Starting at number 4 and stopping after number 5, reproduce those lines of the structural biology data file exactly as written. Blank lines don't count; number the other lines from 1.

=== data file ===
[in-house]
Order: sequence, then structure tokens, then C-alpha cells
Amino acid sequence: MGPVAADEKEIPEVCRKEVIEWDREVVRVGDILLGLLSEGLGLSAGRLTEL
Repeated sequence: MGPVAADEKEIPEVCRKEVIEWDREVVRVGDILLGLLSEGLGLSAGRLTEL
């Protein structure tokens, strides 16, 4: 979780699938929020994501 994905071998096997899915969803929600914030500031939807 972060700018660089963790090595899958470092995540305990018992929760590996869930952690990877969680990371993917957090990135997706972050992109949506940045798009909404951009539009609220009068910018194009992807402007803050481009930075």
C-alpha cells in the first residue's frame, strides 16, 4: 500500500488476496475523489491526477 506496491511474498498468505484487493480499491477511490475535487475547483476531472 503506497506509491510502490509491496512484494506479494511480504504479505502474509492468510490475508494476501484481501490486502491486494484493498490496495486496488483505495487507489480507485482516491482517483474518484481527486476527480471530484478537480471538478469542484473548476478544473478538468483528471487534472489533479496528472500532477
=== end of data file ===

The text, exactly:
Repeated sequence: MGPVAADEKEIPEVCRKEVIEWDREVVRVGDILLGLLSEGLGLSAGRLTEL
């Protein structure tokens, strides 16, 4: 979780699938929020994501 994905071998096997899915969803929600914030500031939807 972060700018660089963790090595899958470092995540305990018992929760590996869930952690990877969680990371993917957090990135997706972050992109949506940045798009909404951009539009609220009068910018194009992807402007803050481009930075």